In trying to set up the network, federal officials, working with state health departments and local hospitals, are taking a three-step approach. The first priority is to find hospitals near five international airports — John F. Kennedy in New York; Newark Liberty; Washington Dulles; O’Hare in Chicago and Hartsfield-Jackson in Atlanta — that travelers from Guinea, Liberia, Sierra Leone and Mali are required to use when arriving in the United States.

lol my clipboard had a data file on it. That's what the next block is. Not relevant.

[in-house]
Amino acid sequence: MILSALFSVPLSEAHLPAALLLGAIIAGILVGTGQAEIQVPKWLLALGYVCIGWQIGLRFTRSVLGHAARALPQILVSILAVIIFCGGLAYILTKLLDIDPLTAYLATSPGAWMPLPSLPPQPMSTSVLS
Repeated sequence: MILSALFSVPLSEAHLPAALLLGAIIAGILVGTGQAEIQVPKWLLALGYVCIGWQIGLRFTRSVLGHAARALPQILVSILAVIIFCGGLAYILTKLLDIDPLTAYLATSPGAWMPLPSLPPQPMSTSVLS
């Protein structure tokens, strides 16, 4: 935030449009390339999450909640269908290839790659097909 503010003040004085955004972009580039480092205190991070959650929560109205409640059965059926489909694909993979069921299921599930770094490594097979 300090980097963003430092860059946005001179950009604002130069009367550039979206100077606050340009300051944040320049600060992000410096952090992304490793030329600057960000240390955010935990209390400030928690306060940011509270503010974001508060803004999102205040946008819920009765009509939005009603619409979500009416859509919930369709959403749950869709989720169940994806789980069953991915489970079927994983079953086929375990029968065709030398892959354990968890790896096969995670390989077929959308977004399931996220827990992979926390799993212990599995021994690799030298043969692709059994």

Among the hospitals designated in that category are Johns Hopkins, Rush University Medical Center in Chicago and Bellevue in Manhattan.
The next priority would be to designate hospitals in communities that are home to large numbers of West African immigrants. The last group would be hospitals in states that do not have other Ebola-capable facilities.
Ten people have been treated for Ebola in the United States, and federal officials say the number of future cases is likely to be extremely small — in large part because airport screening and follow-up monitoring allows health authorities to spot possible cases and refer them to hospitals for treatment.